African Herbalism, Culture and Resistance
African Herbalism, Culture and Resistance
I grew up with my mother blowing stories into my ear about how she and her siblings would use the plants around them to survive. This wind of knowledge was a long stream that had glided through the tongues of my ancestors: the people of the Mambwe tribe in Zambia. However, this stream had gotten cloudier, especially as it passed through the barricaded British shores to me, in a country that did not recognise its wisdom.
I was told about the uses of aloe vera for burns; sugar cane for scolds; onions, honey and lemon for flu; muchenja/muchenya plant (Diospyros mespiliformis) for cleaning and whitening your teeth; wild beans that were ground up and used as a creamy lotion; different herbs that are soaked to ease the symptoms of malaria and other illnesses. As I left my mother’s presence, these stories disintegrated under a world lined with bottles of tablets displaying an unknown ingredient list in a bleached white form: a representation of our severed connection to our cultural epistemology.
“African herbalism typically involves the recognition that ailments are caused by and affect the trinity that is the mind, body and soul”
According to the World Health Organization (WHO), up to 80% of people within the African continent depend on traditional medicine. Whilst this is the case, these practices are still very much held in contempt by a large body of people who look towards Western medicine, or allopathy, as the measure of civilisation in the field. For example, the current Covid-19 pandemic saw the condemnation of different African countries, institutions, and individuals exploring a more traditional approach to the virus.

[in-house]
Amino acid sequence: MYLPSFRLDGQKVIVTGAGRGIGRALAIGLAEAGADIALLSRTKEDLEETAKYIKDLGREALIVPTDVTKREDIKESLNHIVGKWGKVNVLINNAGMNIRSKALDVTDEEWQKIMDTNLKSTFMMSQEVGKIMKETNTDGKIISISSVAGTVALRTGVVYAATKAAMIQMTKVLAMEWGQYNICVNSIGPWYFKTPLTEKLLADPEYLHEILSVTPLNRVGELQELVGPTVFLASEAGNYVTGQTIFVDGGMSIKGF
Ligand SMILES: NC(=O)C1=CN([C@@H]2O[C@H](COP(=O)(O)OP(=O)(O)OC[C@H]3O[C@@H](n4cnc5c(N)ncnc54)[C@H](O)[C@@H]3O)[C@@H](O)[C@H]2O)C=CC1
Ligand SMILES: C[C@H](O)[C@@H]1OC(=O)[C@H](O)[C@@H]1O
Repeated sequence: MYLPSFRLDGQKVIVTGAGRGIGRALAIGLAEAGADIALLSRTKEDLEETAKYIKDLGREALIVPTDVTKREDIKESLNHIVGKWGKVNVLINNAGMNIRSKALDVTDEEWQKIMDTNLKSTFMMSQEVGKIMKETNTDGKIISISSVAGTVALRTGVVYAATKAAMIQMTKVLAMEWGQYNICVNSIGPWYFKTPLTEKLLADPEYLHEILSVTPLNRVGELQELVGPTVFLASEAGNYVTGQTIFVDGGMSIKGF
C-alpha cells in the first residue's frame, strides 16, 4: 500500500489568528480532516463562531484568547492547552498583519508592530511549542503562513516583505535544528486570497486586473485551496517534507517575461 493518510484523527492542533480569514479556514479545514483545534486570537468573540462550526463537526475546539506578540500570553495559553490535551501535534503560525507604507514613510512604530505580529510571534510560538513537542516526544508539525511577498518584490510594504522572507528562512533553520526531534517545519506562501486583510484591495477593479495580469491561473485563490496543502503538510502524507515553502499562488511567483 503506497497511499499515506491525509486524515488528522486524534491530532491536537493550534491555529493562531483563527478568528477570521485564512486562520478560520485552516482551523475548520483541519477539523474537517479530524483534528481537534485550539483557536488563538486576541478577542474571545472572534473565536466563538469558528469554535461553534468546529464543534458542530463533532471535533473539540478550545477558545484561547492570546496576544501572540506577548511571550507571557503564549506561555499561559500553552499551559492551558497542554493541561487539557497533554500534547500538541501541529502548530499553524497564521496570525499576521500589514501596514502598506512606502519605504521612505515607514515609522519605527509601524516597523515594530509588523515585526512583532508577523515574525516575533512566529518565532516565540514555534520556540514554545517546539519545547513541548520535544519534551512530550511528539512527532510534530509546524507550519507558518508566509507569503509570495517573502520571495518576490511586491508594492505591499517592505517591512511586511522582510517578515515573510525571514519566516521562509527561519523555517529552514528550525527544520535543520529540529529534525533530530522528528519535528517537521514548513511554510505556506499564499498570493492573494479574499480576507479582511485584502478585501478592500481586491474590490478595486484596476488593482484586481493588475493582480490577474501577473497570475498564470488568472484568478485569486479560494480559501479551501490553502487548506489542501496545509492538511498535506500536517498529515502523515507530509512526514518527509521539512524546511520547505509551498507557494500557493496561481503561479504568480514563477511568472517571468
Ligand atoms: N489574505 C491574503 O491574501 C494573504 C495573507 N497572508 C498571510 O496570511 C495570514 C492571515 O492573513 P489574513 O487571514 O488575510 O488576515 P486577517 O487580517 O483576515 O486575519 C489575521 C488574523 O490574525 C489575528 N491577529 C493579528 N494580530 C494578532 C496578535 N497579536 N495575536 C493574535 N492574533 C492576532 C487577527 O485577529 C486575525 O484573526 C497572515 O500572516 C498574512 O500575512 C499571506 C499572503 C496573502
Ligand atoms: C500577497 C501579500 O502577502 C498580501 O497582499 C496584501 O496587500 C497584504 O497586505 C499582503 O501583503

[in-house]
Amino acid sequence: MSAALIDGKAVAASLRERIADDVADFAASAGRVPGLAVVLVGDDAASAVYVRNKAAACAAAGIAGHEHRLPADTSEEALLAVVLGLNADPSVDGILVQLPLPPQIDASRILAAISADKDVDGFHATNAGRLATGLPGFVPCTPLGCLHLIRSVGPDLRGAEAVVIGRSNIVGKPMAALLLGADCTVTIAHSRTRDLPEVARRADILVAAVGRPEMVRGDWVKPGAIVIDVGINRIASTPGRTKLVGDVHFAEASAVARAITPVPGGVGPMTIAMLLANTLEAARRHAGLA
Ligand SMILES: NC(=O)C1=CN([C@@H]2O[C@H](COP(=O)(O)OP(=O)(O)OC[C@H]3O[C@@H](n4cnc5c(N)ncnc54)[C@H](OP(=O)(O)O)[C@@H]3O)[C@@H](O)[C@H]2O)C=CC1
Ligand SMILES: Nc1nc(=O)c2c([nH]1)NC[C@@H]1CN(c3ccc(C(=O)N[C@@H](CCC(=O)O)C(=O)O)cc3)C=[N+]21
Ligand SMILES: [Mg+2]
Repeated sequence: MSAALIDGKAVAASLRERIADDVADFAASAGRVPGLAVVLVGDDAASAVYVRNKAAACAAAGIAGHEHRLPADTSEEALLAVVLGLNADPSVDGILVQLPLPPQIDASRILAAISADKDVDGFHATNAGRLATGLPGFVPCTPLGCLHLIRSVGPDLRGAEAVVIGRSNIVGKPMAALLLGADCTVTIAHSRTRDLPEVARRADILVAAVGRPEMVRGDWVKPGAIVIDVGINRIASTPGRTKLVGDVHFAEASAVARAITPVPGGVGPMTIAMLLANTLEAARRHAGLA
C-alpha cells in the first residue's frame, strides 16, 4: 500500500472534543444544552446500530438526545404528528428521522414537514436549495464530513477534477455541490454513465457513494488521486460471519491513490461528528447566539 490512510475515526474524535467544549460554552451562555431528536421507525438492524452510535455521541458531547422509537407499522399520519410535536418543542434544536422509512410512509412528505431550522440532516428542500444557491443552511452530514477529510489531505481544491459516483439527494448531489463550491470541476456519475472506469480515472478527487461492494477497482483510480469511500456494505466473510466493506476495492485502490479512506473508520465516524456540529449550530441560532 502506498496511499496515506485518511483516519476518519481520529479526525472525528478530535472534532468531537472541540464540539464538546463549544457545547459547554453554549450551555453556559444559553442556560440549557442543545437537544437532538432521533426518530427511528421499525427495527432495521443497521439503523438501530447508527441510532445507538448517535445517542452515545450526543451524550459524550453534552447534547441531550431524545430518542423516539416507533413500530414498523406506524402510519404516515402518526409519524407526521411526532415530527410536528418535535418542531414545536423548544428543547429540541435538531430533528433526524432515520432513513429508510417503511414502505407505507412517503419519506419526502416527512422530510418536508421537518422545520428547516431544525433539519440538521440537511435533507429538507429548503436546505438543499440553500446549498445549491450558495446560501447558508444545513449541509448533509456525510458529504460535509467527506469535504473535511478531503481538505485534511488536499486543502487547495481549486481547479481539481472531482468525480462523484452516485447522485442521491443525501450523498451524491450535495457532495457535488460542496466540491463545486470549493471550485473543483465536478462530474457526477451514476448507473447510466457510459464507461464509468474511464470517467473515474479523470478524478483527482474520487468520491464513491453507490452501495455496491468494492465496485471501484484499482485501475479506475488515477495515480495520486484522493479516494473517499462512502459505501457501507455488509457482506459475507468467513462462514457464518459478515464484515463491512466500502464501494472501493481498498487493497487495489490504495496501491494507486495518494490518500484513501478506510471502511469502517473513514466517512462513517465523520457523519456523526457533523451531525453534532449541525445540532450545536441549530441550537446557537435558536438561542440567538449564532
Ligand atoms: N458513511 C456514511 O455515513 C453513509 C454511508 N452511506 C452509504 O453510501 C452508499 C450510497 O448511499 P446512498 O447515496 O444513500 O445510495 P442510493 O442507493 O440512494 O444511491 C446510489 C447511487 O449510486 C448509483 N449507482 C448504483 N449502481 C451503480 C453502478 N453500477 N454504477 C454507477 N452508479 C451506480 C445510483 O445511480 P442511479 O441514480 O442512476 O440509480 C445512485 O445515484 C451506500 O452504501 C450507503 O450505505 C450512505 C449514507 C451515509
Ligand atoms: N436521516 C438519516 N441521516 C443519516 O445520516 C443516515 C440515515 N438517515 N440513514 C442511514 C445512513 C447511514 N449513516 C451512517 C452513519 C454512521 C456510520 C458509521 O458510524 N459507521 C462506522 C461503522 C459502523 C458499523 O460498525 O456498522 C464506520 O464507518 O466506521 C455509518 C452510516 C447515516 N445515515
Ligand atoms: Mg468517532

“They came in and told us that everything African was evil juju”, my mother says. “So, as we became Christians, everyone walked away from that. With my family, we became modern and educated and chucked away our traditions. But now it’s beginning to come back, and more people are looking to herbalism as a real alternative.”
African herbalism typically involves recognising that ailments are caused by and affect the trinity that is the mind, body and soul. This means that folk healers incorporate elements of spirituality, such as ancestral connection and incantations, as well as paying attention to psycho-spirituality. This is similar to other traditional medical approaches by racialised people, such as Ayurvedic medicine, which has roots in ancient Hindu texts and is still practised by many people today.
We spoke with Elsie, the Woman behind floral self-care brand Divina Botanica; she’s a self-taught folk herbalist who has been practising for 15 years.
She believes that the philosophy behind Western medicine is limiting: “The idea that the human body is simply a biomechanical machine is incredibly reductionist, and harmful to the potential for human beings to heal themselves. People don’t get the opportunity or aren’t encouraged to be curious about what is going on inside their body, to build their own story around it, to listen and find their own knowing.